At its Feb. 6 meeting, the Evanston Township High School board will consider granting the Evanston Police Department access to its surveillance camera footage in the event of an emergency.
The move would amend a 2019 intergovernmental agreement between the school district and the city designed “to share public safety resources to better serve the community.” City council already approved its side of the amendment at a meeting Monday, Jan. 23.
According to the drafted amendment (available on page 348 of the Jan. 23 City Council meeting packet) passed by city council and under consideration by the ETHS board, the new agreement would “enable the City Police Department to view real time images created by the ETHS digital cameras on City Police Department Computers.”
The proposed change comes amid heightened safety concerns shared by the city and both Evanston public school districts. During the last two school years at ETHS, three students in two separate incidents were caught with loaded handguns on school property. Last July, a 13-year-old Evanston girl was shot and paralyzed during a backyard birthday party on Fowler Ave.
“It’s on our docket for the Feb. 6 meeting,” ETHS Superintendent Marcus Campbell said at a City-School Liaison Committee meeting held Tuesday night at ETHS. “It’s scary stuff to have to think about and talk about and plan for.”
The proposed amendment could help support a faster and more effective police response in the event of a shooting or other dangerous incident at the high school. In May 2022, a gunman killed 19 students and two teachers at an elementary school in Uvalde, Texas. In the aftermath of the massacre, investigative journalists at sites like The Texas Tribune found surveillance camera footage revealing police inaction on the scene and a lack of leadership taken on by local law enforcement.
The amendment to Evanston’s agreement between ETHS and the city would only allow the police chief, or someone designated by the police chief, to view security footage “when viewing is necessary for the City Police Department to deter or protect against an imminent and substantial threat that is likely to result in significant bodily harm or damage to School property.”
At Tuesday’s committee meeting, Parks and Recreation Director Audrey Thompson also said that representatives from ETHS and District 65 should be on the city’s crisis response team in the event of an incident.
When it comes to social services and crisis prevention, all three entities, among the city and the two school districts, are often working with the same families, Thompson said.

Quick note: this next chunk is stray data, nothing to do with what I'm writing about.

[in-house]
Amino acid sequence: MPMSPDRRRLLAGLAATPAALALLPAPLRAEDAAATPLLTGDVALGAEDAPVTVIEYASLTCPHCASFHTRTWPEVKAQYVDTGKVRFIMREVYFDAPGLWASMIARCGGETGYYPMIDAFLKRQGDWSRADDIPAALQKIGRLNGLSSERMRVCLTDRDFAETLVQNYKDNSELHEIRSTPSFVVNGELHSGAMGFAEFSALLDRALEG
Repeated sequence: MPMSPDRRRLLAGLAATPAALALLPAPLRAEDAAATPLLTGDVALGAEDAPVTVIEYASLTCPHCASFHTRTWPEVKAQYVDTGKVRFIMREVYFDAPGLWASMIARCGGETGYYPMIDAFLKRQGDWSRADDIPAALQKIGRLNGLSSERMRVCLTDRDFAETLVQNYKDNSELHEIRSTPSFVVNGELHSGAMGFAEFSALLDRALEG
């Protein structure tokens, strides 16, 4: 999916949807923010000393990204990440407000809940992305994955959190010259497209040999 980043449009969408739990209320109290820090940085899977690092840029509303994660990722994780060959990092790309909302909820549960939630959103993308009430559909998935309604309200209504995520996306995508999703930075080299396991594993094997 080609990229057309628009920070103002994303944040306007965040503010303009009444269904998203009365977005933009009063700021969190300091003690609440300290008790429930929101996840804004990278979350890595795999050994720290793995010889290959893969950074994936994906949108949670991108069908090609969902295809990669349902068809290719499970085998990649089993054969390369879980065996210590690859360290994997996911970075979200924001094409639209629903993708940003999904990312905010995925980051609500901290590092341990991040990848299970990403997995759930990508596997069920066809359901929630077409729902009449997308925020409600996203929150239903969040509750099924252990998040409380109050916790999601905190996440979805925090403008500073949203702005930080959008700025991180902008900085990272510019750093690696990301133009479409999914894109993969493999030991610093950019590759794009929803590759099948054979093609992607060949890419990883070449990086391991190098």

“We’ve talked about violence prevention, and in the past, the gap has been that District 65 and ETHS have not been a part of our crisis response team, which is an issue,” Thompson said. “So we need to make sure that we are connecting those dots with two school districts, so when something does happen, we can ensure whatever safe passage back to school.”
Tuesday night, city and school officials also discussed ideas for making parks and recreation programs more accessible and equitable moving forward.
Often, especially in the winter, public indoor recreation spaces can be hard to access, District 65 board member Biz Lindsay-Ryan said.
“We need more access to recreation in general, not just summer, but throughout the year, and I’ve heard a lot about how kids have to jump a wall to use a soccer pitch,” First Ward Council Member Clare Kelly said. “I think it would be [great] to talk about ways, maybe partnerships between all three groups here, to see about staffing, about access.”
In one positive development when it comes to bringing parks programming to communities that have not always been able to participate, Thompson announced a plan to sponsor 40 spots in the summer aquatics camp for young people of color participating in Camp Kuumba.
The ETHS water polo coach has also agreed to join the aquatics camp to ensure those students are comfortable in the water and able to join all the activities, according to Thompson.
“We want to diversify our aquatics camp,” she said. “Normally, if you go to the lakefront, we’ve got our white kids at the lakefront and in aquatics camp. … That’s part of our recruitment tactics to make sure that we’re starting now to recruit young people to be lifeguards.”